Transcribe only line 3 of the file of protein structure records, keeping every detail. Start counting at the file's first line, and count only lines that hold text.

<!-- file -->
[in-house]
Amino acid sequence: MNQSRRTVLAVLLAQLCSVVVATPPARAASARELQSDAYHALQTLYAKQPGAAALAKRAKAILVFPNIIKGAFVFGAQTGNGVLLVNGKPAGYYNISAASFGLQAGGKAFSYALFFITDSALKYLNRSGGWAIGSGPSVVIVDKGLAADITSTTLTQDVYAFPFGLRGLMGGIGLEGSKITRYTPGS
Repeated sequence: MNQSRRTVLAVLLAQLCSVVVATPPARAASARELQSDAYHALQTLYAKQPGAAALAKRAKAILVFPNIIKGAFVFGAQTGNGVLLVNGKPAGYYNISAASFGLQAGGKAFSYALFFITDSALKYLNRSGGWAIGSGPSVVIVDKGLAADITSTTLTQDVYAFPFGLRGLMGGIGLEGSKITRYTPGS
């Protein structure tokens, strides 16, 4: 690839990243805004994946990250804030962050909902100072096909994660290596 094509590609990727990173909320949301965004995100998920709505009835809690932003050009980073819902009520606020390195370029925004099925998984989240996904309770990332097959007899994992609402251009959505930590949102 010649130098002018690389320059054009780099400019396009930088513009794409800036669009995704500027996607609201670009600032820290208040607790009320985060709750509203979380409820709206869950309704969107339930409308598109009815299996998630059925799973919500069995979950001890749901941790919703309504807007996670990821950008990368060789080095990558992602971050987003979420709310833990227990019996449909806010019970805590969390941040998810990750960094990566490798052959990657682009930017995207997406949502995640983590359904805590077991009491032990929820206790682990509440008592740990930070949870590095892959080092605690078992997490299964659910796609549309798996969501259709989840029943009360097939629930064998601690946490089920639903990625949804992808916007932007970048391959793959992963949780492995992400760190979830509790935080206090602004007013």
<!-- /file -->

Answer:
Repeated sequence: MNQSRRTVLAVLLAQLCSVVVATPPARAASARELQSDAYHALQTLYAKQPGAAALAKRAKAILVFPNIIKGAFVFGAQTGNGVLLVNGKPAGYYNISAASFGLQAGGKAFSYALFFITDSALKYLNRSGGWAIGSGPSVVIVDKGLAADITSTTLTQDVYAFPFGLRGLMGGIGLEGSKITRYTPGS